By this time, I had acquired a wife, Areta, and pretty soon a child, Heather. At first, Areta did not have a California teaching credential although she was licensed in Missouri and Colorado. And with a baby at home, she could not work, so we thought in those days. Trying to support a family in Los Angeles and finance a law school education, all on a junior officer's pay, was challenging to say the least. Still, I was doing pretty well in school and had become an editor on the Law Review.

I rotated out of the Procurement Review Committee to the Manned Orbiting Laboratory (MOL) System Program Office. The MOL was intended to launch a couple of pilots into space for a month at a time, competing with NASA for a role in space. For a while, my military duties became more interesting as I tried to synthesize all of the moving parts of a massive undertaking for an early PERT analysis. Then I got assigned to a second program in addition to my day job, making me way too busy. In addition, I developed major concerns about the viability of the MOL program, to the extent that I became convinced that Robert McNamara – aka Mac the Knife – would cancel the program as soon as he saw what was going on, jeopardizing my tenure in Los Angeles and perhaps delaying the completion of my law degree. The program cancellation prediction, anyway, later turned out to be accurate.

By then, I had applied for a leave of absence to finish school. My wife got a provisional teaching credential and a job teaching in an elementary shool on the edge of Watts which lasted until until our son Scott decided to join our budding family. We stretched our savings and I scored a scholarship and some GI Bill benefits, making it through to a JD in 3 ½ years. For graduation, my wife presented me with our third and last child, Melanie. I returned to active duty just after we cashed our last savings bond and ran completely out of money. Those three children are now grown, with families if their own. Each of them has taken a different path and I am very proud of them all.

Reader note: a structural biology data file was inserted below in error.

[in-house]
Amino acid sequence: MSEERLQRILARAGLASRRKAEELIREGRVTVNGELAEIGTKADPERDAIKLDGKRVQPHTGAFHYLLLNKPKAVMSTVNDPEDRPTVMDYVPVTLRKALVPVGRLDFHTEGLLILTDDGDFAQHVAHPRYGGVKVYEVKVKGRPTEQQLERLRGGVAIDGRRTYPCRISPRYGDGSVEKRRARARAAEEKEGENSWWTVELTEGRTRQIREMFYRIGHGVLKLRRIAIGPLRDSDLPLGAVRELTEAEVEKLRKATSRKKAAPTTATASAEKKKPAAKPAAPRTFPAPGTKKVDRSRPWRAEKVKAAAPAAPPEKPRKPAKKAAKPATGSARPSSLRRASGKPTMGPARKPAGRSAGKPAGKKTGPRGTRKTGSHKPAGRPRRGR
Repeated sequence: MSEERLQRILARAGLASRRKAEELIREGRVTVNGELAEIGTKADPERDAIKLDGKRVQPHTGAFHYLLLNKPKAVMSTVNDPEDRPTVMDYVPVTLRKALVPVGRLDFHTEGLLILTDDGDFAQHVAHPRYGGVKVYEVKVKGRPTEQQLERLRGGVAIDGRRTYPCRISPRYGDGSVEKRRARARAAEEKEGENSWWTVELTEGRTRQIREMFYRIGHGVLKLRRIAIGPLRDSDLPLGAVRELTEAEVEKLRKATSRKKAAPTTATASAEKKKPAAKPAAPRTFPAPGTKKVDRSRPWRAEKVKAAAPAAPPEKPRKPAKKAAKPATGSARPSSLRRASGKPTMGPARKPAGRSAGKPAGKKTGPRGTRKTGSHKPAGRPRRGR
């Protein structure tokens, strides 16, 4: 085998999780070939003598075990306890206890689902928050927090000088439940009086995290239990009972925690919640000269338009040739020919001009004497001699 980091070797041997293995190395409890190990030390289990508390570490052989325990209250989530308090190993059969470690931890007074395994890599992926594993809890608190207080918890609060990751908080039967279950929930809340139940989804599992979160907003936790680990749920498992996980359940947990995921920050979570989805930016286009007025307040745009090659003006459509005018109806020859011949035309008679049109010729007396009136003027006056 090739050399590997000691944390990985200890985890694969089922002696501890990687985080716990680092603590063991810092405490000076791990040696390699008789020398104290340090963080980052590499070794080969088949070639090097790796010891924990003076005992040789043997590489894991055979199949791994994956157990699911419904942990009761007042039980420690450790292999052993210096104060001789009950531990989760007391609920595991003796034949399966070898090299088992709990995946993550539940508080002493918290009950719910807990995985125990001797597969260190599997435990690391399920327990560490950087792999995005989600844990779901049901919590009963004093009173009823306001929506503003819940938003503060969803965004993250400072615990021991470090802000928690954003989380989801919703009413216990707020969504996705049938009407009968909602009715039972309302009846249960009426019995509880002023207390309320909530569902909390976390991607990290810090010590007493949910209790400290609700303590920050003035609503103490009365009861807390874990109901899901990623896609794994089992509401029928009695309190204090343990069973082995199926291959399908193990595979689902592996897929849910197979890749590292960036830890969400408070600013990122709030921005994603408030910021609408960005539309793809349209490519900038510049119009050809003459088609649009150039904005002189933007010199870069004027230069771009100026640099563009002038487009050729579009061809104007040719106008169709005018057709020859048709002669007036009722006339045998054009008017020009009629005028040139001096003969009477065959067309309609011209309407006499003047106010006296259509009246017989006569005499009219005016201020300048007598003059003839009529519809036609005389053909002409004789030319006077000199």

Learning to Practice Law

Back on active duty, I became an Assistant Staff Judge Advocate, working for Colonel Carroll Kelly who came from Salem, Massachusetts, the town I was born in. His sister was a patient of my father's. Col. Kelly was a great guy, but his shop had civilian lawyers to handle the hairiest contract problems, making it a pretty sleepy place for the military lawyers. Since our base had almost no enlisted personnel, our legal duties were confined to investigating errant junior officers for administrative discharge. Col. Kelly was also a realist. When I was unable to persuade the personnel folks to give me an assignment other than Los Angeles, he counseled me to look for other opportunities.